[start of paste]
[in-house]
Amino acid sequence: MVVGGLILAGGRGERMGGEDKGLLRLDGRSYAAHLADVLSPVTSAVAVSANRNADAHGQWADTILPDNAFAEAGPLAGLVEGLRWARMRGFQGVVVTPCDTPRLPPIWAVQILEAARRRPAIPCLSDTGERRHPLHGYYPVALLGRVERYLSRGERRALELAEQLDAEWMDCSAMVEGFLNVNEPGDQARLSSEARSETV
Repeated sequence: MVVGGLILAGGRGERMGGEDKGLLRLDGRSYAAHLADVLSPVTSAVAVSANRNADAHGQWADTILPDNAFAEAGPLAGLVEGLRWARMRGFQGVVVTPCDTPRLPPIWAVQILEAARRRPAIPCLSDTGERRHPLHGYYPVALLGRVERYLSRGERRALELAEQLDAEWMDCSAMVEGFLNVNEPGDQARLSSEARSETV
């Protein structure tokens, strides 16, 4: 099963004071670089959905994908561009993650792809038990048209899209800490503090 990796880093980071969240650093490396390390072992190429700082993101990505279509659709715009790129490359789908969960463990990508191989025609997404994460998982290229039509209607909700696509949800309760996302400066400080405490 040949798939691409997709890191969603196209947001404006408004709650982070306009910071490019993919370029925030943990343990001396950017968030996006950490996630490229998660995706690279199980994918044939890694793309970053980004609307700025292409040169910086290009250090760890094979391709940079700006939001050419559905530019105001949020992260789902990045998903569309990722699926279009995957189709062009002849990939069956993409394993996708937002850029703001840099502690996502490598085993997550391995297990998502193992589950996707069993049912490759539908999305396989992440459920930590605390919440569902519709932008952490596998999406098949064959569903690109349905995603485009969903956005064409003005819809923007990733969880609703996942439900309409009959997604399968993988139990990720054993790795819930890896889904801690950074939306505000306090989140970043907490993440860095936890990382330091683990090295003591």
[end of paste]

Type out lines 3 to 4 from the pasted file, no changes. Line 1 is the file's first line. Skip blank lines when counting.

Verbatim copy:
Repeated sequence: MVVGGLILAGGRGERMGGEDKGLLRLDGRSYAAHLADVLSPVTSAVAVSANRNADAHGQWADTILPDNAFAEAGPLAGLVEGLRWARMRGFQGVVVTPCDTPRLPPIWAVQILEAARRRPAIPCLSDTGERRHPLHGYYPVALLGRVERYLSRGERRALELAEQLDAEWMDCSAMVEGFLNVNEPGDQARLSSEARSETV
């Protein structure tokens, strides 16, 4: 099963004071670089959905994908561009993650792809038990048209899209800490503090 990796880093980071969240650093490396390390072992190429700082993101990505279509659709715009790129490359789908969960463990990508191989025609997404994460998982290229039509209607909700696509949800309760996302400066400080405490 040949798939691409997709890191969603196209947001404006408004709650982070306009910071490019993919370029925030943990343990001396950017968030996006950490996630490229998660995706690279199980994918044939890694793309970053980004609307700025292409040169910086290009250090760890094979391709940079700006939001050419559905530019105001949020992260789902990045998903569309990722699926279009995957189709062009002849990939069956993409394993996708937002850029703001840099502690996502490598085993997550391995297990998502193992589950996707069993049912490759539908999305396989992440459920930590605390919440569902519709932008952490596998999406098949064959569903690109349905995603485009969903956005064409003005819809923007990733969880609703996942439900309409009959997604399968993988139990990720054993790795819930890896889904801690950074939306505000306090989140970043907490993440860095936890990382330091683990090295003591």